The Test Sample
What is being tested?
Human immunodeficiency virus (HIV) infects the cells of a person’s immune system and is the cause of AIDS (acquired immunodeficiency syndrome).
When a person becomes infected with HIV, through exposure to the blood or body fluids of an infected individual, the virus begins to reproduce very rapidly. So, during the first few weeks of infection, the amount of virus (viral load) in the blood can be quite high.
The immune system responds by producing antibodies directed against the virus and these begin to be detected in the blood around 3-4 weeks after exposure to the virus. As the level of HIV antibody increases, the viral load in the blood decreases.
This early HIV infection may cause no symptoms or sometimes a flu-like or glandular fever-type illness. The only way to determine whether a person has been infected is through HIV testing. Modern HIV screening tests detect HIV antigens (parts of the virus itself, usually a protein called the p24 antigen) and/or antibodies produced in response to an HIV infection.
Two main test types are available for HIV screening:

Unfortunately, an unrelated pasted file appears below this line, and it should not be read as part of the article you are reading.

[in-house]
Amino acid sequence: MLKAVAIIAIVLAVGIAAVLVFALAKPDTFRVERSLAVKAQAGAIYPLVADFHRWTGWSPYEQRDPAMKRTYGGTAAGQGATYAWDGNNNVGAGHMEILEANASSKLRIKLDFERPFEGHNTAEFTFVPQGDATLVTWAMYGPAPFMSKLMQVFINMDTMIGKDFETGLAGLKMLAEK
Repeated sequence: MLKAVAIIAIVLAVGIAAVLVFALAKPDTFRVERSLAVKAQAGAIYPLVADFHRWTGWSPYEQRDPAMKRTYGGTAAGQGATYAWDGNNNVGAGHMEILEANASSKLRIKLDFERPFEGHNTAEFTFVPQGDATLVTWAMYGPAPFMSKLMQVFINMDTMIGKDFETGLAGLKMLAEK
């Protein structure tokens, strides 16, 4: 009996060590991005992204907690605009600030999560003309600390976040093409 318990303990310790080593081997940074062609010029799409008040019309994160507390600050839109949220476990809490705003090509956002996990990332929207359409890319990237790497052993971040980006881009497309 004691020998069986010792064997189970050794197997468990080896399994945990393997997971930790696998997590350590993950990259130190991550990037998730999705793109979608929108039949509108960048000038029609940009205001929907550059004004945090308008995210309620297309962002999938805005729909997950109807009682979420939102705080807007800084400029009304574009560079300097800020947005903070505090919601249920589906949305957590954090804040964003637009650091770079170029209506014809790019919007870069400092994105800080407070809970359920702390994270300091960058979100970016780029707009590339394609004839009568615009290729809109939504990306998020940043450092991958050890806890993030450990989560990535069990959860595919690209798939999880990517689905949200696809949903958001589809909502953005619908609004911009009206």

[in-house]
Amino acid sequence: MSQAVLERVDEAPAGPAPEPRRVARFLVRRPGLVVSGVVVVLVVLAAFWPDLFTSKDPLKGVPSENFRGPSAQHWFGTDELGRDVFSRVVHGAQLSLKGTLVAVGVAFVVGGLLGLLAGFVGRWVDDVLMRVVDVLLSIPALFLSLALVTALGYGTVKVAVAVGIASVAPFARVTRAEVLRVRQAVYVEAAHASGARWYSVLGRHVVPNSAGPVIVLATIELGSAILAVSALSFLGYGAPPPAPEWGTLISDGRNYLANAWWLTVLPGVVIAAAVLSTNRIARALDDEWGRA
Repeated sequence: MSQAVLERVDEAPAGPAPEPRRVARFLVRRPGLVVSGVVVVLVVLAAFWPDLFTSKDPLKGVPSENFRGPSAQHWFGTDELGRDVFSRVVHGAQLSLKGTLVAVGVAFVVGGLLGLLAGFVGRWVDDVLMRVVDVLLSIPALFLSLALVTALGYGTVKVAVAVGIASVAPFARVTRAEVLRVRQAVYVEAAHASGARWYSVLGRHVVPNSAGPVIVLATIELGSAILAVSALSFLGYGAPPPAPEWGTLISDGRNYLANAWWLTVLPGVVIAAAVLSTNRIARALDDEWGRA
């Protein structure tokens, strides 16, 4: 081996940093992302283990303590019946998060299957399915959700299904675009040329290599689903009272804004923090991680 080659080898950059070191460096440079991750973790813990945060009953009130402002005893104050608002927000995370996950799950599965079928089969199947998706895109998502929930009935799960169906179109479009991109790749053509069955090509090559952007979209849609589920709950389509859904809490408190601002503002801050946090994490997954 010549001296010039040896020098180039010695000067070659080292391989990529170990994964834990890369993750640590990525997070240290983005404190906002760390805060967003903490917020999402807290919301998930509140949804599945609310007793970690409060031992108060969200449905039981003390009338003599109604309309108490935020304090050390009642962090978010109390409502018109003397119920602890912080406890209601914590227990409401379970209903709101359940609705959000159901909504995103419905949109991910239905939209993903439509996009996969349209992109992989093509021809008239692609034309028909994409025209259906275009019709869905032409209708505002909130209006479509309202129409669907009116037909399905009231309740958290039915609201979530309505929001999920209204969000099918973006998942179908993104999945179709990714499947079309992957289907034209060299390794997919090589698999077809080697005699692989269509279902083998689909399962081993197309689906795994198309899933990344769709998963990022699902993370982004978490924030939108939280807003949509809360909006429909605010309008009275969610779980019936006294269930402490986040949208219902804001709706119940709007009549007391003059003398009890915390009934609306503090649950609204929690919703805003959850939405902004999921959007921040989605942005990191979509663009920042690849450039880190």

- Combination HIV antibody and HIV antigen test— this is the recommended screening test for HIV and is available only as a blood test. By detecting both antibody and antigen, the combination test increases the likelihood that an infection is detected soon after exposure. These tests can detect HIV infections in most people by 2-6 weeks after exposure.
- HIV antibody testing— This test takes a little longer to become positive after an exposure but can be carried out on blood or oral fluid. HIV antibody tests can detect infections in most people 3-12 weeks after exposure.
How is the sample collected for testing?
Blood is taken through a needle placed in a vein in your arm or sometimes by finger prick. Saliva is collected using a spatula with an absorbent pad on its tip which is swept around between the cheeks and the upper and lower gums.
NOTE: If undergoing medical tests makes you or someone you care for anxious, embarrassed, or even difficult to manage, you might consider reading one or more of the following articles: Coping with Test Pain, Discomfort, and Anxiety, Tips on Blood Testing, Tips to Help Children through Their Medical Tests, and Tips to Help the Elderly through Their Medical Tests.
Another article, Follow That Sample, provides a glimpse at the collection and processing of a blood sample and throat culture.
Is any test preparation needed to ensure the quality of the sample?
No test preparation is needed.